Peter Eckersley (cricketer)

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Lieutenant (A)

Peter Thorp Eckersley

Born 2 July 1904
Lowton, United Kingdom
Died 13 August 1940
Near Eastleigh, United Kingdom
Cause of death Air Accident
Resting place Tyldesley Cemetery
Nationality British
Citizenship United Kingdom
Alma mater Trinity College, Cambridge
Known for Cricket
Spouse(s) Audrey E. J. Eckersley

Peter Thorp Eckersley (2 July 1904 – 13 August 1940)[1] was the captain of Lancashire County Cricket Club from 1929 to 1935, who retired for a career as a Conservative Party politician.

Early life

Eckersley was born on 2 July 1904 to William Eckersley CBE and Eva Mary Eclersley (nee Thorp) at Lowton in the north west of England. For his education he attended Rugby School, where he played for the first XI at cricket.[2]

Cricket career


He began playing cricket at Leigh Cricket Club before joining Lancashire County Cricket Club in 1923. Eckersley went up to Trinity College Cambridge but made his debut for Lancashire against his university on 9 May 1923. Over the course of his first-class cricket career he made 5,629 runs (his record score being 102), scoring 25 fifties, took 141 catches and took seven wickets for 348 runs conceded. His final first-class match took place on 31 August 1938 when he appeared for an England XI against a touring Australian team.[2]

Exhibition matches and tours

Eckersley was selected for the Marylebone Cricket Club (MCC) 1926/27 tour to India and Ceylon. He played 26 matches on the tour before returning to club cricket with Lancashire in April 1927. He also appeared for The Gentlemen against The Players, against Jamaica for L.H. Tennyson's XI and toured South America with Sir J. Cahn's XI.[2]

Post-playing career


He worked in Stockport as a director at a coach building company called G.W. Smith and Co.[2]


Having unsuccessfully fought Leigh in 1931, he was elected at the 1935 general election as Member of Parliament (MP) for Manchester Exchange.[3]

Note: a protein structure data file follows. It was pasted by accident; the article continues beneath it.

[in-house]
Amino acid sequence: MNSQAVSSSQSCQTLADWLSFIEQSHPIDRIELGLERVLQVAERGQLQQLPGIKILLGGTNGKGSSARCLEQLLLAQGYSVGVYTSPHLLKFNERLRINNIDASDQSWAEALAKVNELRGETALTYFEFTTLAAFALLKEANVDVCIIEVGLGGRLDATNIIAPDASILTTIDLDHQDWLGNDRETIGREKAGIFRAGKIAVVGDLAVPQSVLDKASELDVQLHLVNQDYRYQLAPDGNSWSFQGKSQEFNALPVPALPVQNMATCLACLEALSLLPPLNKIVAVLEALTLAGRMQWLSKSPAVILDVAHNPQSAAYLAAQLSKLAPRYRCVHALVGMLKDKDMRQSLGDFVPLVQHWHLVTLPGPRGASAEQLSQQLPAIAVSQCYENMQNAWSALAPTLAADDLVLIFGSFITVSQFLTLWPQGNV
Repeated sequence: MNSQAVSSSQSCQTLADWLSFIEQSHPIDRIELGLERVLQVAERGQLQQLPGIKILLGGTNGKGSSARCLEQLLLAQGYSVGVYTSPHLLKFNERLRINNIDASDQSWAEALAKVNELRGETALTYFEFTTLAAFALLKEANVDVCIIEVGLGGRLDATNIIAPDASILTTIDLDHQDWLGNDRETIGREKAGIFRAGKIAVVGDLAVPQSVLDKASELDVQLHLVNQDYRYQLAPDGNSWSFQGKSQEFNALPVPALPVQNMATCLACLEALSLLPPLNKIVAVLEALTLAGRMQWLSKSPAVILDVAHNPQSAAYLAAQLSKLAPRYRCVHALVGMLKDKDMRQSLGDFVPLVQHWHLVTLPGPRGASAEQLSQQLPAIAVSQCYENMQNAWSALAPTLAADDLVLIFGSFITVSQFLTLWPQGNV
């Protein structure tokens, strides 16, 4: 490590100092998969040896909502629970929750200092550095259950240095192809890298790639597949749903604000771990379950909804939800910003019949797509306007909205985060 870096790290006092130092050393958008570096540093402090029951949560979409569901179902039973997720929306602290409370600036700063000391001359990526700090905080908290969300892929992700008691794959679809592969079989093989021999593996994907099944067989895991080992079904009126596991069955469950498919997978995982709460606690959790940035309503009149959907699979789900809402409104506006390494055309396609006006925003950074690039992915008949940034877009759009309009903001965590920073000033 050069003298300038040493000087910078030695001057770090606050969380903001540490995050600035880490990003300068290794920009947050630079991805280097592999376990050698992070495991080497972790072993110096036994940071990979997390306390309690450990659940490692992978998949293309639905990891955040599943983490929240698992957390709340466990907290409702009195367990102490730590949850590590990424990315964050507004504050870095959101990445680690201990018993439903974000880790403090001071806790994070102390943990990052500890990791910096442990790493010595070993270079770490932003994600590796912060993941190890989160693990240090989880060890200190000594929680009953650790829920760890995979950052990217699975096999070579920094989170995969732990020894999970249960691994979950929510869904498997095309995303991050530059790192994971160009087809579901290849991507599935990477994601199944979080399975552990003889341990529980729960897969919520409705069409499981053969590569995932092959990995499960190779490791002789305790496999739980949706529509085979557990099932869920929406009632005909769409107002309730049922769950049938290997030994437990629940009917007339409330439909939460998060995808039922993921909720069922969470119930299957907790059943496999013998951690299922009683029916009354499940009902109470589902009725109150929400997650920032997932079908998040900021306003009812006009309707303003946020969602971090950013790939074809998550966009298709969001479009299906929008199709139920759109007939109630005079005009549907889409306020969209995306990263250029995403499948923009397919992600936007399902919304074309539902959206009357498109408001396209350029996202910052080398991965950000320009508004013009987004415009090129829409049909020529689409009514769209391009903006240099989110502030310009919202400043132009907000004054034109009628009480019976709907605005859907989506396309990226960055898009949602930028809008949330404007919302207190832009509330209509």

He and his wife, Audrey E. J. Eckersley, were members of the Lancashire Aero Club. He regularly flew himself to cricket matches, becoming known as the 'Flying Cricketer'.[2]

Second World War

Eckersley joined the Fleet Air Arm and was based at HMS Raven where he was in training.[2] He died on 13 August 1940 in a flying accident near Eastleigh, Hampshire[4][5] becoming the fourth MP to be killed in World War II. A stained glass window to his memory is in Chowbent Unitarian Chapel in Atherton.[6]

He is buried at Tyldesley Cemetery in the care of the Commonwealth War Graves Commission.[5]


  1. ^ "House of Commons constituencies beginning with "M" (part 2)". Leigh Rayment's House of Commons pages. Retrieved 3 May 2009.
  2. ^ a b c d e f Nigel., McCrery, (2017). Coming Storm. Pen and Sword. ISBN 1526706989. OCLC 1001360442.
  3. ^ Craig, F. W. S. (1983) [1969]. British parliamentary election results 1918–1949 (3rd ed.). Chichester: Parliamentary Research Services. p. 187. ISBN 0-900178-06-X.
  4. ^ "House of Commons Debates vol 364 c753". Hansard. 14 August 1940. Retrieved 3 May 2009.
  5. ^ a b "Casualty - Peter Thorp Eckersley". Retrieved 2018-12-06.
  6. ^ "Chowbent Unitarian Chapel".

External links

  • Cricinfo profile
  • Peter Eckersley at Cricket Archive (includes photo)
  • Profile
  • Hansard 1803–2005: contributions in Parliament by Peter Eckersley
Parliament of the United Kingdom
Preceded by
Edward Brocklehurst Fielden
Member of Parliament for Manchester Exchange
Succeeded by
Thomas Henry Hewlett
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